How is it possible that a single company can be America’s biggest cable television provider, its largest Internet Service Provider (ISP) and also own a major motion picture and television studio (NBC-Universal)? What happens when that company is allowed to get even bigger by gobbling up another huge ISP and cable provider?
The answer to question number one comes down to regulators’ failure to reign in Comcast—even with its history of poor customer service, skyrocketing prices and troubling network management agenda. (Credit Comcast’s army of lawyers and lobbyists, who have poured tons of money into influencing lawmakers from state legislatures to the federal government. Then there’s there’s the company’s latest move to offer better—or any—customer service to Washington, DC’s policy elite.)
The answer to question number two is higher prices for consumers, less choice—and, most importantly for us—fewer opportunities for content creators to reach audiences on fair terms.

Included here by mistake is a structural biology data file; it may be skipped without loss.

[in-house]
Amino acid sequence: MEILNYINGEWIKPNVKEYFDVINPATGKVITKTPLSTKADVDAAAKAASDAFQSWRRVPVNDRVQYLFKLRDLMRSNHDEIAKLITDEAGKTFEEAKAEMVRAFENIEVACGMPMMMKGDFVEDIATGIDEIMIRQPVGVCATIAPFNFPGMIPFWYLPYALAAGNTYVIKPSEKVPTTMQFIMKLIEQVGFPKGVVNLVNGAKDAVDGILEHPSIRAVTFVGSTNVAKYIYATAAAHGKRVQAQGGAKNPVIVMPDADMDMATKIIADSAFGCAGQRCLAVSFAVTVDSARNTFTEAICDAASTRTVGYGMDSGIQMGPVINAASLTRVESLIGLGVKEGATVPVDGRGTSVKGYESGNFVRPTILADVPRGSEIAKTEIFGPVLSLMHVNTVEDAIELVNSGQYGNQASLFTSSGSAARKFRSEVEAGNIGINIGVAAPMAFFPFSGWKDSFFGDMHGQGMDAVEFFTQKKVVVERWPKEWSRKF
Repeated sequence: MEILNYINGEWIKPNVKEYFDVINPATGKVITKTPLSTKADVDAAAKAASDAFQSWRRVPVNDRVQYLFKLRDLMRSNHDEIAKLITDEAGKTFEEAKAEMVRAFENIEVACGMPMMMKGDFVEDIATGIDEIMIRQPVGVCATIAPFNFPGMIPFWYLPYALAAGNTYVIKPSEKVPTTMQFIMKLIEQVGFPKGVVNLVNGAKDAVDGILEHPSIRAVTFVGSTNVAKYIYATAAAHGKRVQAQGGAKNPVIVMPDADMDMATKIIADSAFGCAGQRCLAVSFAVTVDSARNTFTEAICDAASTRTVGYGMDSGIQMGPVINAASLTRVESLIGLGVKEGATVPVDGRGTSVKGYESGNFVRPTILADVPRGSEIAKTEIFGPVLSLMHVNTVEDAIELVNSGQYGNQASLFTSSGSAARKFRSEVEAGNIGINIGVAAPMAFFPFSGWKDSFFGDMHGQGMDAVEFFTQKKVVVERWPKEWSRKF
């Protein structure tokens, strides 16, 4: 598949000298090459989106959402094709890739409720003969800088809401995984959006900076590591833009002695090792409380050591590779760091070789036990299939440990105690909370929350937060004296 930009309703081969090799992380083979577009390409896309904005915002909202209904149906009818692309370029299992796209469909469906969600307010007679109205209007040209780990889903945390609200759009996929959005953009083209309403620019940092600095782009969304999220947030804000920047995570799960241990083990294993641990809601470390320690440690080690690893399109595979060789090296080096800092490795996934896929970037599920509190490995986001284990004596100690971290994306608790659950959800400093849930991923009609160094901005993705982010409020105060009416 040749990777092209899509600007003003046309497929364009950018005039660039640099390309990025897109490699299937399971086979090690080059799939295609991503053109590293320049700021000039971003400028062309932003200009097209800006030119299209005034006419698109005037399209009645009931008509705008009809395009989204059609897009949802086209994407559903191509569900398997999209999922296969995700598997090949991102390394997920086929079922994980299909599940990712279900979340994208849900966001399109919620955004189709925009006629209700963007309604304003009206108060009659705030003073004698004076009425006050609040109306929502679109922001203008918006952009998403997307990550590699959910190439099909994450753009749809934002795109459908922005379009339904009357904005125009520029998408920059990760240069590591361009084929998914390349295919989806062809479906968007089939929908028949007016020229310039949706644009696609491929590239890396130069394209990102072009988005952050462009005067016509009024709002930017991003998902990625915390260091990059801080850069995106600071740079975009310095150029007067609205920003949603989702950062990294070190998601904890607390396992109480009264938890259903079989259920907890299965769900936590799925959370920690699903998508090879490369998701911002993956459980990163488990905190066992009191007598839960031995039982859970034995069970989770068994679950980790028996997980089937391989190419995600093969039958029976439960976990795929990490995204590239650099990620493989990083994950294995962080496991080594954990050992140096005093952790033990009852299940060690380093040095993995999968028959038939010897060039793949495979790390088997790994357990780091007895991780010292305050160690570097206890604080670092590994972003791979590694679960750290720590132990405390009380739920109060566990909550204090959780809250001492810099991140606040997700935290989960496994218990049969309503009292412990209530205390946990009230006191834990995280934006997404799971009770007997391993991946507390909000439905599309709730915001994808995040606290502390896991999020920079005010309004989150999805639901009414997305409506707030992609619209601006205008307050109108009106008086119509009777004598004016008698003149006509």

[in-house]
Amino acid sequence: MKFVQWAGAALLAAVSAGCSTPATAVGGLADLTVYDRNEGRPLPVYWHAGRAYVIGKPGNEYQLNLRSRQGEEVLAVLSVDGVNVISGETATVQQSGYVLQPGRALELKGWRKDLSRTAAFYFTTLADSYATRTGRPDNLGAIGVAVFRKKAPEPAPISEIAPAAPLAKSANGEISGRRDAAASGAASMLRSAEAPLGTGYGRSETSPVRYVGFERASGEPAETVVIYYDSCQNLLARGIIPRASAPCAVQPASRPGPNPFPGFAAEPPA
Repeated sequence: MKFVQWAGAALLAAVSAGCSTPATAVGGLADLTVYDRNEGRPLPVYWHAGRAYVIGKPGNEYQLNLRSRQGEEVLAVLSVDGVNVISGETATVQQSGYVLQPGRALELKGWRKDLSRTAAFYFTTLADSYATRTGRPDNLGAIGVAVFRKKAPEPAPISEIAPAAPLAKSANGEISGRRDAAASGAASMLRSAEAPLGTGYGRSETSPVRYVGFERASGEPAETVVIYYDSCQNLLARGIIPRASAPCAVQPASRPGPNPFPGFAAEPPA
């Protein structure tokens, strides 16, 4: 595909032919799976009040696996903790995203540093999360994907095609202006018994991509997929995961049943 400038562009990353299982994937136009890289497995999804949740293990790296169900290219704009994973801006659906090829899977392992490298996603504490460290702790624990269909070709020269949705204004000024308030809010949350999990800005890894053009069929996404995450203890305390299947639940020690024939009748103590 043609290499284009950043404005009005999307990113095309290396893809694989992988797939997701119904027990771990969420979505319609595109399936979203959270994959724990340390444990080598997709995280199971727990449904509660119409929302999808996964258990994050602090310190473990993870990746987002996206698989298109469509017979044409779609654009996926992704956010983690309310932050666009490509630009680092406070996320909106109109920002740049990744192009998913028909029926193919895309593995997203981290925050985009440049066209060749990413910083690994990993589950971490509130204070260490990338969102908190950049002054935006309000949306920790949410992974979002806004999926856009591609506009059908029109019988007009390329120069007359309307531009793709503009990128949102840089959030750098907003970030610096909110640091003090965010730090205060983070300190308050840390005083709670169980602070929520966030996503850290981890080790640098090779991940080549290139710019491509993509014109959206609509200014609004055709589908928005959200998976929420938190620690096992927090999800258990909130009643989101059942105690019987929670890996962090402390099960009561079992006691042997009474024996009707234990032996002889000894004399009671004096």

We’ve previously described how proposed merger between Comcast and Time Warner Cable—currently being reviewed by the Department of Justice (DOJ) and the Federal Communications Commission (FCC)—is bad news for musicians and other creators. And we continue to make that case to US government regulators.
We know what it looks like when just a handful of massive companies decide how, or even whether, lawful content reaches audiences. We also know how these companies can force artists to participate on questionable economic terms due to their ability to control access points. We’ve seen this happen with commercial AM/FM radio, and we continue to fight to make sure the same thing doesn’t happen on the Internet. FMC’s opposition to the Comcast-TWC merger is in keeping with our long history of pushing back against vertical integration that results in reduced opportunities for artists and other innovators.
And on December 23, 2014, FMC and WGAW filed reply comments to the FCC reiterating the reasons this merger is bad for our creative communities. #Sorrynotsorry for the coal in your stocking, Comcast!
We also strongly recommend that DSL Internet service not be counted as part of today’s broadband marketplace, due to speed and other limitations when compared to cable and fiber offerings. By any yardstick, the current broadband market is already highly concentrated; if you subtract DSL, it’s even more so. For this and many other reasons, a Comcast-TWC mega-merger is not in the public or creators’ interests.
We’ll keep ringing the bell for as long as it takes for the FCC to do what it has to do and block this ill-advised merger.